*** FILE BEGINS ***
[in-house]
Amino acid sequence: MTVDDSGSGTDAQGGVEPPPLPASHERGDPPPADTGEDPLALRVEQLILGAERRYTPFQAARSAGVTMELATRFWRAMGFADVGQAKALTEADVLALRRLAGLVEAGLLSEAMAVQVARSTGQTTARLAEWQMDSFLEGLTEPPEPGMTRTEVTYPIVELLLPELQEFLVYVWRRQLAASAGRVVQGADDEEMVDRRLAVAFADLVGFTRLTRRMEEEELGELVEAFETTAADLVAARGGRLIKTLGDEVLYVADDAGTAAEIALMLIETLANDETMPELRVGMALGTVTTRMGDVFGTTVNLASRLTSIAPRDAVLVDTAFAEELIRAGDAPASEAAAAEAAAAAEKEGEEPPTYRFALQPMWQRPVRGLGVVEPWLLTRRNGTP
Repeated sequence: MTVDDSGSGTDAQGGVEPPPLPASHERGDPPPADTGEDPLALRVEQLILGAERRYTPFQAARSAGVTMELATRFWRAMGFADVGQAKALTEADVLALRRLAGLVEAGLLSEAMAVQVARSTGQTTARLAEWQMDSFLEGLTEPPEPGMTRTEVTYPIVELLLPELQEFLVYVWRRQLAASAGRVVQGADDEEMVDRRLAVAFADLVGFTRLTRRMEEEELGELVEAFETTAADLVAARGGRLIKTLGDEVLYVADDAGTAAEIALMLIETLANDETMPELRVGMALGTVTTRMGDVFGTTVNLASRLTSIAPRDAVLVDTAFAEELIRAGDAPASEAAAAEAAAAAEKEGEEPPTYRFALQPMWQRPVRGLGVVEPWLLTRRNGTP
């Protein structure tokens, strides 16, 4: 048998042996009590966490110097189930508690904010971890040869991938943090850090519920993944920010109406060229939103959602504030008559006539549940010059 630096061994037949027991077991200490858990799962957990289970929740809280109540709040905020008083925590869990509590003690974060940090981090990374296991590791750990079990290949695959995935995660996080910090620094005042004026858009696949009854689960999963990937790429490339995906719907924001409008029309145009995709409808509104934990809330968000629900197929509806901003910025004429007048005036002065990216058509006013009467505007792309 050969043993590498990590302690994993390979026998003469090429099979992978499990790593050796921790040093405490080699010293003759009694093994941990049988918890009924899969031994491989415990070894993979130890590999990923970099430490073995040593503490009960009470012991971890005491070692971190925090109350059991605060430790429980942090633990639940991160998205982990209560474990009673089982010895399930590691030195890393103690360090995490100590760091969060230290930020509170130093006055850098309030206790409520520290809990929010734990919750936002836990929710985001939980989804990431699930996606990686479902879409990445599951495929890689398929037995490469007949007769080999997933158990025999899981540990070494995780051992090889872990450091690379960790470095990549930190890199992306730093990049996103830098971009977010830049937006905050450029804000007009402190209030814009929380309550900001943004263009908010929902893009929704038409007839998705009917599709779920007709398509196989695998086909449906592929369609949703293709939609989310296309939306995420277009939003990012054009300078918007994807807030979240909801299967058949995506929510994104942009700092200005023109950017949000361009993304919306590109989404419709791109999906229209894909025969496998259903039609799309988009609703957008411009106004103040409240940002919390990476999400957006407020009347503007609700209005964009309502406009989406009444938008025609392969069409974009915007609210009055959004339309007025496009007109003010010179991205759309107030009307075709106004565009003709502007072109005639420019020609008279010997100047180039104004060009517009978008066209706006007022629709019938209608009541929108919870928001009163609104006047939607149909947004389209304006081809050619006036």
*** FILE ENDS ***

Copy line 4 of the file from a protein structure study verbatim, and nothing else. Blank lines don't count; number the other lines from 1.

């Protein structure tokens, strides 16, 4: 048998042996009590966490110097189930508690904010971890040869991938943090850090519920993944920010109406060229939103959602504030008559006539549940010059 630096061994037949027991077991200490858990799962957990289970929740809280109540709040905020008083925590869990509590003690974060940090981090990374296991590791750990079990290949695959995935995660996080910090620094005042004026858009696949009854689960999963990937790429490339995906719907924001409008029309145009995709409808509104934990809330968000629900197929509806901003910025004429007048005036002065990216058509006013009467505007792309 050969043993590498990590302690994993390979026998003469090429099979992978499990790593050796921790040093405490080699010293003759009694093994941990049988918890009924899969031994491989415990070894993979130890590999990923970099430490073995040593503490009960009470012991971890005491070692971190925090109350059991605060430790429980942090633990639940991160998205982990209560474990009673089982010895399930590691030195890393103690360090995490100590760091969060230290930020509170130093006055850098309030206790409520520290809990929010734990919750936002836990929710985001939980989804990431699930996606990686479902879409990445599951495929890689398929037995490469007949007769080999997933158990025999899981540990070494995780051992090889872990450091690379960790470095990549930190890199992306730093990049996103830098971009977010830049937006905050450029804000007009402190209030814009929380309550900001943004263009908010929902893009929704038409007839998705009917599709779920007709398509196989695998086909449906592929369609949703293709939609989310296309939306995420277009939003990012054009300078918007994807807030979240909801299967058949995506929510994104942009700092200005023109950017949000361009993304919306590109989404419709791109999906229209894909025969496998259903039609799309988009609703957008411009106004103040409240940002919390990476999400957006407020009347503007609700209005964009309502406009989406009444938008025609392969069409974009915007609210009055959004339309007025496009007109003010010179991205759309107030009307075709106004565009003709502007072109005639420019020609008279010997100047180039104004060009517009978008066209706006007022629709019938209608009541929108919870928001009163609104006047939607149909947004389209304006081809050619006036």